I started this post as a one-sentence note about a future field called “sociology of space”. The idea came while I was reading this BBC article on some of the problems encountered the crew of a spaceship going to Mars. The article touches on important sociological issues – sleep, social interaction in a small total institution, sex – but in a new context. This made me think whether the case of (currently very small) communities and societies of people travelling in outer space actually merit a whole new subfield. Perhaps not yet, but eventually yes, i though. I imagined the not-so-distant future of sociology and its inevitable expansion into new – literally – territories. Okay, not quite literally, because in latin, terra means earth, and I was thinking of extra-terrestial sociology. This would be a sociology beyond globalisation.
Now, a sub-field related to both sociology and social geography, called “sociology of space“, already exists, so we would need another term. So I set out to do a rudimentary literature review to see if anyone at all had published anything about a sociological approach to outer space.
But lo and behold, a hasty online search for literature revealed that some work in this direction already exists – albeit still on the outskirts of sociology. Note to self: the first example you find in an internet or physical library search is not always the most important.
My first find was the Journal of Astropolitics and the name of Jim Pass who in 2006 published an article on Astrosociology as the missing perspective. Two years earlier, Pass had defined “astrosociology”, or “sociology of outer space” as a new field dealing with ‘the scientific study of astrosocial phenomena, or social and cultural patterns related to outer space. A debate ensued about whether to add a new Astrosociology section to the Americal Sociological Association (ASA). In his 2006 article The Astrosociology of Space Colonies: Or the Social Construction of Societies in Space, Pass claims to be making ‘the first formal astrosociological effort’ to discuss future societies in outer space. Further attempts to legitimise this subfield include a special issue of the same journal in 2011 (See introduction by Hearsey and Pass) in the same journal and a 2011 paper by Pass, Hearsey and Caroti. Pass has presented his thoughts in several conferences and published linked from his website, astrosociology.org. Whilst it is undoubtedly wrong to judge a book by its covers (or a website by its graphics), other subtle signs such as the constant reminder of the author’s credentials, text titles such as “Inaugural essay”, the overabundance of the “all rights reserved” phrase do raise the reader’s suspicion as to whether importance is placed on the content, or indeed on securing a potential trademark.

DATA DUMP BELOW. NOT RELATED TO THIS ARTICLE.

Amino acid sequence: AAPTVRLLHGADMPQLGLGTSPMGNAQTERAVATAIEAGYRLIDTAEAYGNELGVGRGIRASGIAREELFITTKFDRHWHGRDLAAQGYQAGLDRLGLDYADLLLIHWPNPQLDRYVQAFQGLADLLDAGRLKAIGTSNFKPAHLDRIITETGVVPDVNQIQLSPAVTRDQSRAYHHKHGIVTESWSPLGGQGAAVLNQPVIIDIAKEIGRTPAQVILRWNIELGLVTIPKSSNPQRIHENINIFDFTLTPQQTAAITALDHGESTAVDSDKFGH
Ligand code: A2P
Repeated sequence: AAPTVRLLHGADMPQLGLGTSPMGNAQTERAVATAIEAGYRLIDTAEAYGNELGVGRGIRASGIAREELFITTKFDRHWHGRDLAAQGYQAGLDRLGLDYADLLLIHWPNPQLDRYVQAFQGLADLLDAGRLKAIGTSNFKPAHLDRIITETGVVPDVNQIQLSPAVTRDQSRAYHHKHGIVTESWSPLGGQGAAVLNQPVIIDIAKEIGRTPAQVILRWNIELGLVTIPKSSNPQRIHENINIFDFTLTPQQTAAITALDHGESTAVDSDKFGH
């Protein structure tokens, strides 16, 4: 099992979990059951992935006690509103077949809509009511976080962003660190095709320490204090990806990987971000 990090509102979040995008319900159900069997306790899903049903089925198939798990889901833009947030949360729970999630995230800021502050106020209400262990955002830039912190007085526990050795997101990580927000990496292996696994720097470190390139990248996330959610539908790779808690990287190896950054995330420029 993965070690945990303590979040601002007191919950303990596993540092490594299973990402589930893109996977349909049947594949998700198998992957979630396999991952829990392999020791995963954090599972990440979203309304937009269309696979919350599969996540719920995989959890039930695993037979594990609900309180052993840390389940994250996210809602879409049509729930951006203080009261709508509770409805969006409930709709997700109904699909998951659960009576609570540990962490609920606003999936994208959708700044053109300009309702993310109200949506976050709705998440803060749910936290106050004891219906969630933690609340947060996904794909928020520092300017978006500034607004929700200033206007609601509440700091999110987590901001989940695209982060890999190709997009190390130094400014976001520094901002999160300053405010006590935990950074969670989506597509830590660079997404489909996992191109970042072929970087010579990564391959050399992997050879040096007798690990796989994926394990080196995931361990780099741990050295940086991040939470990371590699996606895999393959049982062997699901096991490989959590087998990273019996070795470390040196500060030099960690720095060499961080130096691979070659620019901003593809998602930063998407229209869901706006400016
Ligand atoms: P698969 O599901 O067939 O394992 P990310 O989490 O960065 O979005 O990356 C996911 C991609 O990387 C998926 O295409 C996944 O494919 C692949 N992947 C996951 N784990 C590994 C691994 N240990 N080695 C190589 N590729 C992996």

An anthology called “The Astrosociological imagination” has been published by Stephanie Lynne Thorburn. (I’m not so keen on the use of classical sociology references in the titles such as “Invitation to astrosociology” and “Astrosociological imagination”, but I wouldn’t mind, if there were more behind the titles).
Pass’ work has been criticised mainly informally in the blogosphere both for his approach, and for the name he uses for the new subfield. One short comment paper by James Ormrod deserves special mention, because it offers a more plausible framing of the problem. While Ormrod embraces the idea that space needs to be studied sociologically, he criticises Pass for taking an overly simplistic approach to this topic, as well as of blowing the idea out of proportion. He makes an argument for a ‘critical sociology of the universe’, rather than simply defining a new subfield by its physical location. Ormrod gives as a reference a book he wrote with Dickens called A sociology of outer space. (Routledge). If it really was forthcoming in 2005, it either hasn’t come forth yet, or Google hasn’t indexed it yet in 2013.
Young sociologists who don’t have a field of your own, are you taking notes? Sociology of outer space is currently a small, empty, quiet and rather messy space. This might change. In fact, it has to change, because outer space – imagined and real – has an important role in social life. But perhaps we need to write some pretty good stuff about it, before stitching a pithy name on what is currently a non-existing discipline.